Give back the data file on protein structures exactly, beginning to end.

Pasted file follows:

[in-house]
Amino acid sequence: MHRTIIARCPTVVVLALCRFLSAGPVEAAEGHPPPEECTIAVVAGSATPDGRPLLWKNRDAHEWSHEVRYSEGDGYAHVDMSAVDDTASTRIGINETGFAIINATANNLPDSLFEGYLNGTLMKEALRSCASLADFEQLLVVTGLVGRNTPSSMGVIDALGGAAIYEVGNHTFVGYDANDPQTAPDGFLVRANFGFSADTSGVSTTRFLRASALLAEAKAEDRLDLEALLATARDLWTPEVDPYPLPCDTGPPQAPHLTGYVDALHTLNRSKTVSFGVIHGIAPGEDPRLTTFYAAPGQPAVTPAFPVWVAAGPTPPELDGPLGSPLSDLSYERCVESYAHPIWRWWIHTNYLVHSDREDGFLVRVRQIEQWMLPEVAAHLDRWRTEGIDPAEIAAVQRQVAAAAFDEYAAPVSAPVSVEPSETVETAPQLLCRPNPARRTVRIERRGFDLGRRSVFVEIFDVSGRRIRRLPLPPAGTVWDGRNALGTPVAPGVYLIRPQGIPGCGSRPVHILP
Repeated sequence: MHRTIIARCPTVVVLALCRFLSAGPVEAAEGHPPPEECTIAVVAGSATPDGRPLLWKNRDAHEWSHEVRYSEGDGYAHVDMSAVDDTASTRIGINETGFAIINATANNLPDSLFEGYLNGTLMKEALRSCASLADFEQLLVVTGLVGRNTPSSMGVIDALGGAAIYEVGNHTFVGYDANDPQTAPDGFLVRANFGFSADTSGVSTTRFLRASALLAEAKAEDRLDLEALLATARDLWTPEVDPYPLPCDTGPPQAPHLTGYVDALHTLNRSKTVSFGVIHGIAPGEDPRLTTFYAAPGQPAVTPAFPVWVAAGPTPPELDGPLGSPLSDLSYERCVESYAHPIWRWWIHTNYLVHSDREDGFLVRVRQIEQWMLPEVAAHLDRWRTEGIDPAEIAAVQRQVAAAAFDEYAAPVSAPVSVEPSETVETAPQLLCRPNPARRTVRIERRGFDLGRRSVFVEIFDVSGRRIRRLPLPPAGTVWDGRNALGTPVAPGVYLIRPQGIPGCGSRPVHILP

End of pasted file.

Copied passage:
[in-house]
Amino acid sequence: MHRTIIARCPTVVVLALCRFLSAGPVEAAEGHPPPEECTIAVVAGSATPDGRPLLWKNRDAHEWSHEVRYSEGDGYAHVDMSAVDDTASTRIGINETGFAIINATANNLPDSLFEGYLNGTLMKEALRSCASLADFEQLLVVTGLVGRNTPSSMGVIDALGGAAIYEVGNHTFVGYDANDPQTAPDGFLVRANFGFSADTSGVSTTRFLRASALLAEAKAEDRLDLEALLATARDLWTPEVDPYPLPCDTGPPQAPHLTGYVDALHTLNRSKTVSFGVIHGIAPGEDPRLTTFYAAPGQPAVTPAFPVWVAAGPTPPELDGPLGSPLSDLSYERCVESYAHPIWRWWIHTNYLVHSDREDGFLVRVRQIEQWMLPEVAAHLDRWRTEGIDPAEIAAVQRQVAAAAFDEYAAPVSAPVSVEPSETVETAPQLLCRPNPARRTVRIERRGFDLGRRSVFVEIFDVSGRRIRRLPLPPAGTVWDGRNALGTPVAPGVYLIRPQGIPGCGSRPVHILP
Repeated sequence: MHRTIIARCPTVVVLALCRFLSAGPVEAAEGHPPPEECTIAVVAGSATPDGRPLLWKNRDAHEWSHEVRYSEGDGYAHVDMSAVDDTASTRIGINETGFAIINATANNLPDSLFEGYLNGTLMKEALRSCASLADFEQLLVVTGLVGRNTPSSMGVIDALGGAAIYEVGNHTFVGYDANDPQTAPDGFLVRANFGFSADTSGVSTTRFLRASALLAEAKAEDRLDLEALLATARDLWTPEVDPYPLPCDTGPPQAPHLTGYVDALHTLNRSKTVSFGVIHGIAPGEDPRLTTFYAAPGQPAVTPAFPVWVAAGPTPPELDGPLGSPLSDLSYERCVESYAHPIWRWWIHTNYLVHSDREDGFLVRVRQIEQWMLPEVAAHLDRWRTEGIDPAEIAAVQRQVAAAAFDEYAAPVSAPVSVEPSETVETAPQLLCRPNPARRTVRIERRGFDLGRRSVFVEIFDVSGRRIRRLPLPPAGTVWDGRNALGTPVAPGVYLIRPQGIPGCGSRPVHILP